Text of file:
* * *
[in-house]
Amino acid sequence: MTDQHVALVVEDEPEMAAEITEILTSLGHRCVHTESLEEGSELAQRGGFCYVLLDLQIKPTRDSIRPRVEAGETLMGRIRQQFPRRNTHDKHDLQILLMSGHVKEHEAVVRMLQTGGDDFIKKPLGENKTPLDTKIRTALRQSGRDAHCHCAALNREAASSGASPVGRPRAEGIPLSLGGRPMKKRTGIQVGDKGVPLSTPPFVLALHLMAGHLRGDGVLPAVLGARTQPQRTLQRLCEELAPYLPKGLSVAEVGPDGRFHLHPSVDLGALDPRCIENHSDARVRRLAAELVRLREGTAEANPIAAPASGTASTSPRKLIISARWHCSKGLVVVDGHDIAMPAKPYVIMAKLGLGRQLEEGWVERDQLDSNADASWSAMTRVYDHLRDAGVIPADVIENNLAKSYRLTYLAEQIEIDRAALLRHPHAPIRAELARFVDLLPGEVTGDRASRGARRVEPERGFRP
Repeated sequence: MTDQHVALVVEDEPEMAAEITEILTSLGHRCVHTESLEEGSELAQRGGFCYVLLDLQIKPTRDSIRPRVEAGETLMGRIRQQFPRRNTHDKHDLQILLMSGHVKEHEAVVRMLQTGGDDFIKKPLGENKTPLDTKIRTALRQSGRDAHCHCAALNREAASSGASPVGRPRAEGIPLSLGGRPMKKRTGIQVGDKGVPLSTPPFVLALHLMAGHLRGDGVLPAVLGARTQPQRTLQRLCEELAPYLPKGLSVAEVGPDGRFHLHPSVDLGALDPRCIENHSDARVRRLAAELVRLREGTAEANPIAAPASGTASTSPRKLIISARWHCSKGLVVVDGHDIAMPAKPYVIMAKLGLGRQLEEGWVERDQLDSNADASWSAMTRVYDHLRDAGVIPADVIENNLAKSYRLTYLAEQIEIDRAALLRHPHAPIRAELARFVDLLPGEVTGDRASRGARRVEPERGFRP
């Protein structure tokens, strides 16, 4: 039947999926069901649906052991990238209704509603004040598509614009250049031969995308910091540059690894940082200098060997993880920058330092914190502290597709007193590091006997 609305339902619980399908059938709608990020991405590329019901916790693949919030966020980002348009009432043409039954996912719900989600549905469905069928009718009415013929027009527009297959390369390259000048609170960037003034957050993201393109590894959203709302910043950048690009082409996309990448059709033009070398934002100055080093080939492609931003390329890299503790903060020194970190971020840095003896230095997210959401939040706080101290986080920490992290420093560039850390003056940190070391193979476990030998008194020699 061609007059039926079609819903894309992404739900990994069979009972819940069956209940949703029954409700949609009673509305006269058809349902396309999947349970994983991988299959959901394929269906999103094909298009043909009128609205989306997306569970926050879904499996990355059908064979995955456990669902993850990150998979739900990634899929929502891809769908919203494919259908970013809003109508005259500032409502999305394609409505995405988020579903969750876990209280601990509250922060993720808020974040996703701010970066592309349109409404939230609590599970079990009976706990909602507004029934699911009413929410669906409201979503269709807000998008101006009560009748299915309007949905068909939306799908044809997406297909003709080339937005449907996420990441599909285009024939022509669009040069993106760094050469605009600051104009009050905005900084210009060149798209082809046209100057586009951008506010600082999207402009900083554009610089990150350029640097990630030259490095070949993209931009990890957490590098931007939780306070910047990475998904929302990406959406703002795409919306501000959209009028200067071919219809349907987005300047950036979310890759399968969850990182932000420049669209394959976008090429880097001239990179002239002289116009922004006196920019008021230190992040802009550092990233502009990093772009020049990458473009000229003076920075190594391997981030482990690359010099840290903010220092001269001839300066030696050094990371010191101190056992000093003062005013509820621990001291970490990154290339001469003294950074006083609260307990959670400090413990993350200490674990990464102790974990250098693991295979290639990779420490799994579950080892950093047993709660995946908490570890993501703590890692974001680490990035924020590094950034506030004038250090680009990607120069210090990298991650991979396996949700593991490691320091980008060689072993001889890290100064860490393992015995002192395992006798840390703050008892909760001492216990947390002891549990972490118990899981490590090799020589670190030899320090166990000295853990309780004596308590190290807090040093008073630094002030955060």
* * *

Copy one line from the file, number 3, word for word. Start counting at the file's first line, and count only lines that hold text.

Repeated sequence: MTDQHVALVVEDEPEMAAEITEILTSLGHRCVHTESLEEGSELAQRGGFCYVLLDLQIKPTRDSIRPRVEAGETLMGRIRQQFPRRNTHDKHDLQILLMSGHVKEHEAVVRMLQTGGDDFIKKPLGENKTPLDTKIRTALRQSGRDAHCHCAALNREAASSGASPVGRPRAEGIPLSLGGRPMKKRTGIQVGDKGVPLSTPPFVLALHLMAGHLRGDGVLPAVLGARTQPQRTLQRLCEELAPYLPKGLSVAEVGPDGRFHLHPSVDLGALDPRCIENHSDARVRRLAAELVRLREGTAEANPIAAPASGTASTSPRKLIISARWHCSKGLVVVDGHDIAMPAKPYVIMAKLGLGRQLEEGWVERDQLDSNADASWSAMTRVYDHLRDAGVIPADVIENNLAKSYRLTYLAEQIEIDRAALLRHPHAPIRAELARFVDLLPGEVTGDRASRGARRVEPERGFRP